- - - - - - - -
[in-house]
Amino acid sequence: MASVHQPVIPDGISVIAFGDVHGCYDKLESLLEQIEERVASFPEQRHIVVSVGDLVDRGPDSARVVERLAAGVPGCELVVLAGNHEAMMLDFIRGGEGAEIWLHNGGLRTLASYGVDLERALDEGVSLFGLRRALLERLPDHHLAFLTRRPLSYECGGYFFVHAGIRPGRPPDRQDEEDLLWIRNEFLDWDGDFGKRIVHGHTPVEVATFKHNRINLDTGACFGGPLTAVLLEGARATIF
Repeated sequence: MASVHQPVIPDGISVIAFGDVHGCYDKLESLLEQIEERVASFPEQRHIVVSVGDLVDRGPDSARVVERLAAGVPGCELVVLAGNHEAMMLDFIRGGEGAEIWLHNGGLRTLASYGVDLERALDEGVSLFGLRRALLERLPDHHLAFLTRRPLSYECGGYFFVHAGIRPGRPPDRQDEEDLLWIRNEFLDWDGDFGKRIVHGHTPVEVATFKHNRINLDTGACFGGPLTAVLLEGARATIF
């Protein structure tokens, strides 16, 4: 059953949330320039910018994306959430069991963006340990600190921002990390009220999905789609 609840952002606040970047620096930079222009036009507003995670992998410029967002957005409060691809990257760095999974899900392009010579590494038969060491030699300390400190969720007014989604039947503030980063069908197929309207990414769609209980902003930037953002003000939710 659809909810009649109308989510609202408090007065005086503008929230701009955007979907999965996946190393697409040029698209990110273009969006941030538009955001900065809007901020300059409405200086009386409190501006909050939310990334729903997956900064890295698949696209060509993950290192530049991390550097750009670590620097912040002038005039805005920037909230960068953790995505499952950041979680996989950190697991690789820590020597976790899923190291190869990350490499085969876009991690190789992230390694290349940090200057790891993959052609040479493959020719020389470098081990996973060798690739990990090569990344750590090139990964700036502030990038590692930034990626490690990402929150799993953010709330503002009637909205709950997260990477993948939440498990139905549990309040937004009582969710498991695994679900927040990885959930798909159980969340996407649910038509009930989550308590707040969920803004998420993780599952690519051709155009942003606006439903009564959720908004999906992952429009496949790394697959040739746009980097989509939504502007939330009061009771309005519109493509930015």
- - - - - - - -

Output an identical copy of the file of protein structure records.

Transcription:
[in-house]
Amino acid sequence: MASVHQPVIPDGISVIAFGDVHGCYDKLESLLEQIEERVASFPEQRHIVVSVGDLVDRGPDSARVVERLAAGVPGCELVVLAGNHEAMMLDFIRGGEGAEIWLHNGGLRTLASYGVDLERALDEGVSLFGLRRALLERLPDHHLAFLTRRPLSYECGGYFFVHAGIRPGRPPDRQDEEDLLWIRNEFLDWDGDFGKRIVHGHTPVEVATFKHNRINLDTGACFGGPLTAVLLEGARATIF
Repeated sequence: MASVHQPVIPDGISVIAFGDVHGCYDKLESLLEQIEERVASFPEQRHIVVSVGDLVDRGPDSARVVERLAAGVPGCELVVLAGNHEAMMLDFIRGGEGAEIWLHNGGLRTLASYGVDLERALDEGVSLFGLRRALLERLPDHHLAFLTRRPLSYECGGYFFVHAGIRPGRPPDRQDEEDLLWIRNEFLDWDGDFGKRIVHGHTPVEVATFKHNRINLDTGACFGGPLTAVLLEGARATIF
């Protein structure tokens, strides 16, 4: 059953949330320039910018994306959430069991963006340990600190921002990390009220999905789609 609840952002606040970047620096930079222009036009507003995670992998410029967002957005409060691809990257760095999974899900392009010579590494038969060491030699300390400190969720007014989604039947503030980063069908197929309207990414769609209980902003930037953002003000939710 659809909810009649109308989510609202408090007065005086503008929230701009955007979907999965996946190393697409040029698209990110273009969006941030538009955001900065809007901020300059409405200086009386409190501006909050939310990334729903997956900064890295698949696209060509993950290192530049991390550097750009670590620097912040002038005039805005920037909230960068953790995505499952950041979680996989950190697991690789820590020597976790899923190291190869990350490499085969876009991690190789992230390694290349940090200057790891993959052609040479493959020719020389470098081990996973060798690739990990090569990344750590090139990964700036502030990038590692930034990626490690990402929150799993953010709330503002009637909205709950997260990477993948939440498990139905549990309040937004009582969710498991695994679900927040990885959930798909159980969340996407649910038509009930989550308590707040969920803004998420993780599952690519051709155009942003606006439903009564959720908004999906992952429009496949790394697959040739746009980097989509939504502007939330009061009771309005519109493509930015």